Author Suzanne Collins penned The Hunger Games in 2008, unaware that it would become a national bestseller and phenomenon. However, producer Nina Jacobson knew instantly that this was a book she wanted to get her hands on and turn into a movie.
“I couldn’t put it down and [I couldn’t] stop thinking about it,” effused Jacobson. “I couldn’t bare the thought of not being the producer of it; I felt very protective. I wanted the chance to be the champion for this book.”
The novel takes place in the future in what was formerly North America, where Panem has become the Capital surrounded by 12 outlying districts. As punishment for a former uprising, the Capital holds a reaping each year that requires a male and female “tribute” from each district to compete in the annual Hunger Games, a fight to the death in which only one tribute survives.
Katniss Everdeen, played by Jennifer Lawrence (Winter’s Bone), volunteers to take the place of her younger sister when she is chosen to represent their district, and prepares to compete along with fellow tribute Peeta (The Kids are All Right star Josh Hutcherson). Once taken to the Capital and thrown into the games, Katniss must use her wits, skills and adaptability to outsmart the other competitors and survive.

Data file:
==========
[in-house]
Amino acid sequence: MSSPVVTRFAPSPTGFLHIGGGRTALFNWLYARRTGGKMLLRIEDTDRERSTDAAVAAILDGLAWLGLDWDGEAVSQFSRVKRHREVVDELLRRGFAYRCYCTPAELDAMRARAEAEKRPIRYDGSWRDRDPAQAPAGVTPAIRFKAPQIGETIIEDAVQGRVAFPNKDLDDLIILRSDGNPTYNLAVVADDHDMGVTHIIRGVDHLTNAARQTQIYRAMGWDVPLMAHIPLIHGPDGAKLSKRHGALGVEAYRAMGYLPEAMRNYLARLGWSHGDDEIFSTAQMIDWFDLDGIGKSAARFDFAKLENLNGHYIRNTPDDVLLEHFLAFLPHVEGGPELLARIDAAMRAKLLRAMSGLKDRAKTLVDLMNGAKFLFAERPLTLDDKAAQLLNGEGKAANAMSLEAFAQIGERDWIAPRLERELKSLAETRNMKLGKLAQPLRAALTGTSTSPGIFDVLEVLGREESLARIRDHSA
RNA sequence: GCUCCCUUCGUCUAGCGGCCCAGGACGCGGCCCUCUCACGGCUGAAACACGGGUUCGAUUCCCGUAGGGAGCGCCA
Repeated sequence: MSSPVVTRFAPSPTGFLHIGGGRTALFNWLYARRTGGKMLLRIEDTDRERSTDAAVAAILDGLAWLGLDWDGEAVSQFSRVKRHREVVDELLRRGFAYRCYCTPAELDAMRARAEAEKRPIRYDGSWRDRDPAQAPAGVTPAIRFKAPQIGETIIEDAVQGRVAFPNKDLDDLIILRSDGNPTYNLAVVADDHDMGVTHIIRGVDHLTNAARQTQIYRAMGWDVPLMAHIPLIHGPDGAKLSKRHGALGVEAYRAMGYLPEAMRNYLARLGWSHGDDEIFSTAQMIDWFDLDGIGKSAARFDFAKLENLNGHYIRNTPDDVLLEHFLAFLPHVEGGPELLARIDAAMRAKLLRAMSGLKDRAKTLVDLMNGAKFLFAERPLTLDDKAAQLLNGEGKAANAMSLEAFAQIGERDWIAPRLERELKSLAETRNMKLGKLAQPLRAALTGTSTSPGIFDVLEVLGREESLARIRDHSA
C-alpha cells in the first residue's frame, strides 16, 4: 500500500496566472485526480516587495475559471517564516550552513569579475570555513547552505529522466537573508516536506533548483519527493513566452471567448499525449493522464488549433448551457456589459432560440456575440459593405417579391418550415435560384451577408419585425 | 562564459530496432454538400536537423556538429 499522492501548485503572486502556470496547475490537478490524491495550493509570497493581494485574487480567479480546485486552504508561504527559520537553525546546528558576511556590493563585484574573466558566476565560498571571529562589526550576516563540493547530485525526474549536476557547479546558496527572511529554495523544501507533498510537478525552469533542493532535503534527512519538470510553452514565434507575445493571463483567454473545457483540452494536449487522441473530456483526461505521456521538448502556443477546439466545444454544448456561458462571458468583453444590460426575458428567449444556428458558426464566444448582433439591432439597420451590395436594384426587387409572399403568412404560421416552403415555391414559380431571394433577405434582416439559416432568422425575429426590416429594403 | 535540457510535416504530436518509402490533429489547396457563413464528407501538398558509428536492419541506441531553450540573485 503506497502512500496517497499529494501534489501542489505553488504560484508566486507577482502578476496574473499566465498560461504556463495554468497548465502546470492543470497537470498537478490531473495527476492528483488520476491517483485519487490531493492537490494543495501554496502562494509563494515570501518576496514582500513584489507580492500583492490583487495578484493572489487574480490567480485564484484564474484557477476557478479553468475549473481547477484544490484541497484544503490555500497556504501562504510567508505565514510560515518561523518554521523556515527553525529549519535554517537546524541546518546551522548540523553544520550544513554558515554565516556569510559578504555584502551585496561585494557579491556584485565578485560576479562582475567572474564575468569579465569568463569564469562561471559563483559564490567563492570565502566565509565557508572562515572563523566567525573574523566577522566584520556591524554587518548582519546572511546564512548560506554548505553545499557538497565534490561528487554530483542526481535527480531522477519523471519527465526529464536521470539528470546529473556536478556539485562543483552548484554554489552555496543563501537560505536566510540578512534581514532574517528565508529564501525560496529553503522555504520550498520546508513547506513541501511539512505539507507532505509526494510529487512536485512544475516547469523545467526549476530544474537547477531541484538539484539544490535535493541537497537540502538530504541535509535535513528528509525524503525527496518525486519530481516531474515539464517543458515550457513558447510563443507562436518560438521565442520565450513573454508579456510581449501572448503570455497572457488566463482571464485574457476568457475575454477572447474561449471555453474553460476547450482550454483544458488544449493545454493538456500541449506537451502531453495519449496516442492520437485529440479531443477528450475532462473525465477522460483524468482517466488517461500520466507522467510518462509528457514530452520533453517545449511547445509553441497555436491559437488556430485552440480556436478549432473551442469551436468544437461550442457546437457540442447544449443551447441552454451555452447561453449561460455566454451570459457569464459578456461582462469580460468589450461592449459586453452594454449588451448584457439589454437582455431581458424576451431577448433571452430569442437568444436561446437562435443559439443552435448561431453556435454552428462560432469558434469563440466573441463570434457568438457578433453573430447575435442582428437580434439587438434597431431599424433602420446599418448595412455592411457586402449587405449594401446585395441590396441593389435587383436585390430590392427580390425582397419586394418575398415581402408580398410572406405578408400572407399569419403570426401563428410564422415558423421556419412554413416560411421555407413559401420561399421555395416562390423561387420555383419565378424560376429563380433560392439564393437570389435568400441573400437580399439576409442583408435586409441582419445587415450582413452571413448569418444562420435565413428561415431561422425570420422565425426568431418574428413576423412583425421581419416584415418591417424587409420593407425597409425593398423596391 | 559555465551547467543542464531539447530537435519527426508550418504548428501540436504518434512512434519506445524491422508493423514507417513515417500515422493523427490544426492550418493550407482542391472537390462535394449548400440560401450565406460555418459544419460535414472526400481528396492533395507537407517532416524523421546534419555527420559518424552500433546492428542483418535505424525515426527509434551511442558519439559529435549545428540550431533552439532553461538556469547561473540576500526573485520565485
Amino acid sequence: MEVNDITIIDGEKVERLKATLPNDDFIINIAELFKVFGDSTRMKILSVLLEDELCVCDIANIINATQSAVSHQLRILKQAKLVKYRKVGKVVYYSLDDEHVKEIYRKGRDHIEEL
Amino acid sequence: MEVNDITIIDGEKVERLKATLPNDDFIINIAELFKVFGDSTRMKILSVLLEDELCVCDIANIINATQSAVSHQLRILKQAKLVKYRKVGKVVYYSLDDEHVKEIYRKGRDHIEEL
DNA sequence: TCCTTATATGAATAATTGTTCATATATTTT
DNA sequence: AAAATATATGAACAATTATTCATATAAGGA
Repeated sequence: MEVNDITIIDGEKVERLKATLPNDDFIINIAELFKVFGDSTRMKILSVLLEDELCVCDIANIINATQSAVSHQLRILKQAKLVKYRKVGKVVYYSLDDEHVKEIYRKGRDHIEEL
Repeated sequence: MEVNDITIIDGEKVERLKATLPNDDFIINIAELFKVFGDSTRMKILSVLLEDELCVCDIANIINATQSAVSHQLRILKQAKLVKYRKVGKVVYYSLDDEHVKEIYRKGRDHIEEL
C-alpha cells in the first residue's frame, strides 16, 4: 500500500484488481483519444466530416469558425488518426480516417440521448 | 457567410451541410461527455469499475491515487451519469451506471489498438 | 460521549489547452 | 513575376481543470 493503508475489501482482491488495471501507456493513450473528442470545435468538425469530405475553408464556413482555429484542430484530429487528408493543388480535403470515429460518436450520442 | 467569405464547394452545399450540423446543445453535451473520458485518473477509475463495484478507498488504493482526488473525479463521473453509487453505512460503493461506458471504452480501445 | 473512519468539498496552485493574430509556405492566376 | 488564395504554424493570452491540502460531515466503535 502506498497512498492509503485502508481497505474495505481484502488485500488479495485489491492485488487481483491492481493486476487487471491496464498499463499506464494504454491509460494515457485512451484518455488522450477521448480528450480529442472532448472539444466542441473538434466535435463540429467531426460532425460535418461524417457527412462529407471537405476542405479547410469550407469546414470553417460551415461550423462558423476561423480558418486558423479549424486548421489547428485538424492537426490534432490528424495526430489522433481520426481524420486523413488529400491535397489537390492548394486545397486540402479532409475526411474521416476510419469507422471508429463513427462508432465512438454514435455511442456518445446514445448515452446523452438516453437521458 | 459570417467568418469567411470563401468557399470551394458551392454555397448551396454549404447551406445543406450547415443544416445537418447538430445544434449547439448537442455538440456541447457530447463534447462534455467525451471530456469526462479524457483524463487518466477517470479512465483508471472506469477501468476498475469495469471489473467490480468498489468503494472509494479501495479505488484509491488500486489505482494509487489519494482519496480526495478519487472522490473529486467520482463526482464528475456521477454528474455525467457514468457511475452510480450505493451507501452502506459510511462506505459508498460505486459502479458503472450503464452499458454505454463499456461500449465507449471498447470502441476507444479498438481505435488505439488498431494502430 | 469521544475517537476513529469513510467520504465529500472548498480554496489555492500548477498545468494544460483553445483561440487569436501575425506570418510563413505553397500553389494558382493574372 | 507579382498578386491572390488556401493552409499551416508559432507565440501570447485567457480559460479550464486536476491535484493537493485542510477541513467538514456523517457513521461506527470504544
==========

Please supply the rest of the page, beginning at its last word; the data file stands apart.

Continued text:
Sitting down with the cast, you immediately get a strong sense of their comradeship and pride. Liam Hemsworth, who plays Gale, joked, “Josh and I had an eye connection, and it was nice, great fun.”
Chuckling, he continued, “Seriously though, I had also met with Jennifer a couple times before we started shooting, and she is very easy to be around, and also very unpredictable which keeps you on your toes. She is an amazing actress,” he gushed.
This sense of friendship and playfulness among the cast members led to a lot of pranks, both on and off the set.
“We all got along really well and were like a big family,” said Alexander Ludwig, who plays the cunning Cato. “Amandla [Stenberg] (Rue) is such a prankster, hiding my clothes and making jokes all the time.”
However, it wasn’t all fun and games; because this book holds such a special place with so many fans, the pressure to live up to their expectations was intense.
Lawrence reflected, “It did give me pause; it was a scary and terrifying thing. I gave myself three days before I said yes, and combed through every doubt. I knew that I said yes without a doubt in my mind, and I haven’t looked back.”
Director Gary Ross also knew very quickly that he wanted to be involved in the project. “I threw my hat in the ring, and became hell-bent on making the movie,” he said –and his determination paid off. “I don’t think I’ve ever enjoyed my job more. I loved directing this movie and had a blast, because I personally connected with the material. When I finished the books, I had a really clear sense of how I wanted the movie to look.”
Ross had nothing but kind words to say about his star: “Jennifer is so confident and self-possessed, and very candid. It was a wonderful synergy of her into Katniss’s character.”
While Ross knew right away he wanted Lawrence as Katniss, the casting news caused some dissent among fans due to her blonde-hued hair. Lawrence took it all in stride, joking, “My hair can be dyed, and I thought it was funny. Maybe people thought I would be blonde wearing red lipstick and fighting in heels!”